• HULL, CANADA: Former South African president Nelson Mandela and Prime Minister Jean Chretien are flanked by RCMP constables in Hull, Quebec, as they pose for photographs across the river from the Parliament Buildings. Mandela was presented with an honorary Canadian Citizenship on Monday November 19, 2001.

  • HULL, CANADA: Former South African President Nelson Mandela (R) waves to well wishers with Canadian Prime Minister Jean Chretien (L) on Nov. 19, 2001 after receiving his honorary Canadian Citizenship at a ceremony in Hull, Quebec just outside Ottawa. The distinction has been awarded only once before -- posthumously to Swedish diplomat Raoul Wallenberg, for saving the lives of some 100,000 Jews during World War II. This is the third visit to Canada for Mandela, recipient of the Nobel Peace Prize in 1993.

  • HULL, CANADA: Canadian Prime Minister Jean Chretien (R) and former South African President Nelson Mandela (L) wave on Nov. 19, 2001 as they arrive at a ceremony in Hull, Quebec. Mandela received an honorary Canadian Citizenship. The only other recipient of an honorary Canadian citizenship was the late Swedish diplomat Raoul Wallenberg. That award, for Wallenberg's work to save Hungarian Jews from Nazi concentration camps during World War II, was granted posthumously in 1985.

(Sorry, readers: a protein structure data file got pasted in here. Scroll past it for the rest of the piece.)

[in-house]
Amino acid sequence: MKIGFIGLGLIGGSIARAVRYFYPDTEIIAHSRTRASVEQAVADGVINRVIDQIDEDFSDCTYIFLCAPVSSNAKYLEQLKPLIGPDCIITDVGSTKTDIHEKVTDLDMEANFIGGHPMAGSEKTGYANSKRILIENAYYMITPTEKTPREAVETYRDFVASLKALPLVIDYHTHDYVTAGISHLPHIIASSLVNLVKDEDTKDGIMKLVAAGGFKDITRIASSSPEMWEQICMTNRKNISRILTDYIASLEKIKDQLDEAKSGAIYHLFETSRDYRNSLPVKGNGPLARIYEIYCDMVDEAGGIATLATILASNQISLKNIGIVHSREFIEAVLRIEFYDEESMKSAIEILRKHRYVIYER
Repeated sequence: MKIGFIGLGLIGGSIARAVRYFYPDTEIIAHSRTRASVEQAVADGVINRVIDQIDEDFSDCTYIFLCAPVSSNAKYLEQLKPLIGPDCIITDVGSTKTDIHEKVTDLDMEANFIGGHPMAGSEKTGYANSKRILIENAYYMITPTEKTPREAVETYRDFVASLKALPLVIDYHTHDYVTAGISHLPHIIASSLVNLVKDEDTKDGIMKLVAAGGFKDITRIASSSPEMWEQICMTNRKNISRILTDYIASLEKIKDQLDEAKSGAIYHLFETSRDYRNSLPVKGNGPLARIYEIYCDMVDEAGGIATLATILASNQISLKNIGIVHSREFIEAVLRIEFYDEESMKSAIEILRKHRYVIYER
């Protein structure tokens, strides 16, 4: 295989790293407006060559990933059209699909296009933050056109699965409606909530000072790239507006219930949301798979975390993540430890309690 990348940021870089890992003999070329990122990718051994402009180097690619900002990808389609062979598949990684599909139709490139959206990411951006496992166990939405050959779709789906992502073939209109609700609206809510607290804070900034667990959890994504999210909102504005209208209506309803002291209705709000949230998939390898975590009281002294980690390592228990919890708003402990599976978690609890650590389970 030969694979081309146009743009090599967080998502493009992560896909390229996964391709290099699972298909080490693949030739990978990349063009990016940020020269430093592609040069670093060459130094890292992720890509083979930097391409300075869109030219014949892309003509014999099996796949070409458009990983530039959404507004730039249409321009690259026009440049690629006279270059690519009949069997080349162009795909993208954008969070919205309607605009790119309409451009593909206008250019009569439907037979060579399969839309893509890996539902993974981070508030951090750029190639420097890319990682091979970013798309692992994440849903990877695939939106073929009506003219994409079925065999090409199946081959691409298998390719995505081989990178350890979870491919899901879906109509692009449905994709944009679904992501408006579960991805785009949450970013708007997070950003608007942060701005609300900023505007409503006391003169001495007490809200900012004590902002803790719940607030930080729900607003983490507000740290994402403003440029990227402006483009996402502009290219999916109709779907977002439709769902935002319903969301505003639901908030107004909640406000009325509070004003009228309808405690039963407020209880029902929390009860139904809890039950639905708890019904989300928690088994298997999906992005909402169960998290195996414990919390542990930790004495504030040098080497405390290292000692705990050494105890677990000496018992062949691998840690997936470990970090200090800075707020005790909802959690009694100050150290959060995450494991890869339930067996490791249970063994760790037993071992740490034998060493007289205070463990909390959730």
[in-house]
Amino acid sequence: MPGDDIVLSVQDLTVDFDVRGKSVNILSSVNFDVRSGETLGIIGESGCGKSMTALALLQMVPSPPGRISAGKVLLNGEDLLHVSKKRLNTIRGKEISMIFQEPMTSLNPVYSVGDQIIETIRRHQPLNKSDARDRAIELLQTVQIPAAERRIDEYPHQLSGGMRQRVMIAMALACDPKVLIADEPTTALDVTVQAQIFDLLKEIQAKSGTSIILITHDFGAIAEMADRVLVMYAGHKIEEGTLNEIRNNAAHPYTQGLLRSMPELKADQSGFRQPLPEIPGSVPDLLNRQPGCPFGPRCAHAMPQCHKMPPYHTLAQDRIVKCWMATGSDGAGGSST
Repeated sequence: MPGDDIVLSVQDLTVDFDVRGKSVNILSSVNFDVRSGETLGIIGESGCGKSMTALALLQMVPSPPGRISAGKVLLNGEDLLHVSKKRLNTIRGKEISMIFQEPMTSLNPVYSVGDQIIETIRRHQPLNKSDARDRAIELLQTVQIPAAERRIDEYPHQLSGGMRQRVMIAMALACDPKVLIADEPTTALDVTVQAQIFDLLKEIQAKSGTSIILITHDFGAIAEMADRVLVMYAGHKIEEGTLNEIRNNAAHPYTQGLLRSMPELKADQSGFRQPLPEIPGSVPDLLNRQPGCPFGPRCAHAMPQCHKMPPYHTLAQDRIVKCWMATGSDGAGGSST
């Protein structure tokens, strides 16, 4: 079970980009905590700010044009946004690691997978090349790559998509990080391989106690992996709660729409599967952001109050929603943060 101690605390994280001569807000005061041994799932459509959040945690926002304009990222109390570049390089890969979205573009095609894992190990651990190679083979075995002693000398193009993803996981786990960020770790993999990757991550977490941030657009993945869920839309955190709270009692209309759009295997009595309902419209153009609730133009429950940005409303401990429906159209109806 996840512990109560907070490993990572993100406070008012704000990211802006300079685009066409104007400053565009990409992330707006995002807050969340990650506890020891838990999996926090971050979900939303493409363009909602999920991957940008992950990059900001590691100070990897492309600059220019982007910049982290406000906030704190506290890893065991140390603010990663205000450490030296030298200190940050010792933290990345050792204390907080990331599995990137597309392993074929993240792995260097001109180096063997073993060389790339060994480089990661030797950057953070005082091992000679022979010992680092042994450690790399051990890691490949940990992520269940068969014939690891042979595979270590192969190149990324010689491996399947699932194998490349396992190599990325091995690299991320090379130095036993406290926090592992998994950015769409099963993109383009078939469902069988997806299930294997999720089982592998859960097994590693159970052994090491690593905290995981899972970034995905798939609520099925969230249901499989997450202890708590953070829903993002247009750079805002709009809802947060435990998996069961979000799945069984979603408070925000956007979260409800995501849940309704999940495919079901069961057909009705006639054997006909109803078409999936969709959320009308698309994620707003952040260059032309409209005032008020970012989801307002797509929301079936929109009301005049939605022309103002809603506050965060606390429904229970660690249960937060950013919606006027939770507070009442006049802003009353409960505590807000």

• HULL, CANADA: Canadian Prime Minister Jean Chretien (C) shakes hands with Former South African President Nelson Mandela (R) on Nov. 19, 2001 after Mandela received his honorary Canadian Citizenship at a ceremony in Hull, Quebec. Graca Machel (L), wife of Mandela, looks on.

  • HULL, CANADA: Former South African President Nelson Mandela (R) waves to well wishers with Canadian Prime Minister Jean Chretien (L) on Nov. 19, 2001 at a ceremony honouring him as a Canadian Citizen in Hull, Quebec. The only other recipient of an honorary Canadian citizenship was the late Swedish diplomat Raoul Wallenberg. That award, for Wallenberg's work to save Hungarian Jews from Nazi concentration camps during World War II, was granted posthumously in 1985.

  • HULL, CANADA: Former South African President Nelson Mandela smiles as he receives his honorary Canadian Citizenship in Hull, Quebec on Nov. 19, 2001. The only other recipient of an honorary Canadian citizenship was the late Swedish diplomat Raoul Wallenberg. That award, for Wallenberg's work to save Hungarian Jews from Nazi concentration camps during World War II, was granted posthumously in 1985.

  • NEXT: Canadian politicians react to Mandela's death